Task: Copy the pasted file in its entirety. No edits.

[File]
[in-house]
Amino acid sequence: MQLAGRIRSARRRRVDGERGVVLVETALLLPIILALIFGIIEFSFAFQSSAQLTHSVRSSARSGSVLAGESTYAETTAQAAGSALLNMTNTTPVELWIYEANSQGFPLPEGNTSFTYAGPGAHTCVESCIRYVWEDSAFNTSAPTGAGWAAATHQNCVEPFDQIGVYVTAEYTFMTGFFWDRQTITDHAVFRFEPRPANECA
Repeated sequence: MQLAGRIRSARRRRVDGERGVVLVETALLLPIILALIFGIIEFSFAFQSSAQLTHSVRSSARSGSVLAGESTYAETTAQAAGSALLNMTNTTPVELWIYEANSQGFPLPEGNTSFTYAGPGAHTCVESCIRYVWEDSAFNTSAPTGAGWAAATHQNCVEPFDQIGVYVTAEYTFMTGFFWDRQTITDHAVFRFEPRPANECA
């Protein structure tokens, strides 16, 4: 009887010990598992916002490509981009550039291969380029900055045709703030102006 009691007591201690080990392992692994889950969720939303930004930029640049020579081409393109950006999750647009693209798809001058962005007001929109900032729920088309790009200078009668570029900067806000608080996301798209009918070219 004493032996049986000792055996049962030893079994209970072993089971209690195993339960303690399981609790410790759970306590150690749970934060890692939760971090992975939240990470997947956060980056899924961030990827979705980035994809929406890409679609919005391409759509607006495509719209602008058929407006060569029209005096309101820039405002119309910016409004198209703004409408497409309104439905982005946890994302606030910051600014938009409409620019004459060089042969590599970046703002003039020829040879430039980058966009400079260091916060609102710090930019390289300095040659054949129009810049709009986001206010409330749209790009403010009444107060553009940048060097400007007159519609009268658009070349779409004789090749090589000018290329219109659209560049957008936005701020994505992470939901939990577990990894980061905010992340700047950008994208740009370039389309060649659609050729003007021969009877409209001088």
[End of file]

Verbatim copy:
[in-house]
Amino acid sequence: MQLAGRIRSARRRRVDGERGVVLVETALLLPIILALIFGIIEFSFAFQSSAQLTHSVRSSARSGSVLAGESTYAETTAQAAGSALLNMTNTTPVELWIYEANSQGFPLPEGNTSFTYAGPGAHTCVESCIRYVWEDSAFNTSAPTGAGWAAATHQNCVEPFDQIGVYVTAEYTFMTGFFWDRQTITDHAVFRFEPRPANECA
Repeated sequence: MQLAGRIRSARRRRVDGERGVVLVETALLLPIILALIFGIIEFSFAFQSSAQLTHSVRSSARSGSVLAGESTYAETTAQAAGSALLNMTNTTPVELWIYEANSQGFPLPEGNTSFTYAGPGAHTCVESCIRYVWEDSAFNTSAPTGAGWAAATHQNCVEPFDQIGVYVTAEYTFMTGFFWDRQTITDHAVFRFEPRPANECA
């Protein structure tokens, strides 16, 4: 009887010990598992916002490509981009550039291969380029900055045709703030102006 009691007591201690080990392992692994889950969720939303930004930029640049020579081409393109950006999750647009693209798809001058962005007001929109900032729920088309790009200078009668570029900067806000608080996301798209009918070219 004493032996049986000792055996049962030893079994209970072993089971209690195993339960303690399981609790410790759970306590150690749970934060890692939760971090992975939240990470997947956060980056899924961030990827979705980035994809929406890409679609919005391409759509607006495509719209602008058929407006060569029209005096309101820039405002119309910016409004198209703004409408497409309104439905982005946890994302606030910051600014938009409409620019004459060089042969590599970046703002003039020829040879430039980058966009400079260091916060609102710090930019390289300095040659054949129009810049709009986001206010409330749209790009403010009444107060553009940048060097400007007159519609009268658009070349779409004789090749090589000018290329219109659209560049957008936005701020994505992470939901939990577990990894980061905010992340700047950008994208740009370039389309060649659609050729003007021969009877409209001088």